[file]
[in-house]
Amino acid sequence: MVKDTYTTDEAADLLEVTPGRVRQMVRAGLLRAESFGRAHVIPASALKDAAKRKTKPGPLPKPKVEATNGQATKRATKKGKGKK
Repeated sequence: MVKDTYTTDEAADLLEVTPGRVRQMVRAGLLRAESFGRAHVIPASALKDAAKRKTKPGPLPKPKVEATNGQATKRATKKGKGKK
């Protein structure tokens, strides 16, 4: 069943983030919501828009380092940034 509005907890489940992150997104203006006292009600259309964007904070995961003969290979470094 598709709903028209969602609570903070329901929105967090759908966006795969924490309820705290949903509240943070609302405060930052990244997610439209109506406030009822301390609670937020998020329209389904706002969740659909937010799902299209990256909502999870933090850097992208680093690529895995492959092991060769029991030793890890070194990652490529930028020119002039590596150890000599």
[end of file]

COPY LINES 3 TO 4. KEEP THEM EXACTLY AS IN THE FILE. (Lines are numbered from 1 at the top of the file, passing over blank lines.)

Repeated sequence: MVKDTYTTDEAADLLEVTPGRVRQMVRAGLLRAESFGRAHVIPASALKDAAKRKTKPGPLPKPKVEATNGQATKRATKKGKGKK
């Protein structure tokens, strides 16, 4: 069943983030919501828009380092940034 509005907890489940992150997104203006006292009600259309964007904070995961003969290979470094 598709709903028209969602609570903070329901929105967090759908966006795969924490309820705290949903509240943070609302405060930052990244997610439209109506406030009822301390609670937020998020329209389904706002969740659909937010799902299209990256909502999870933090850097992208680093690529895995492959092991060769029991030793890890070194990652490529930028020119002039590596150890000599």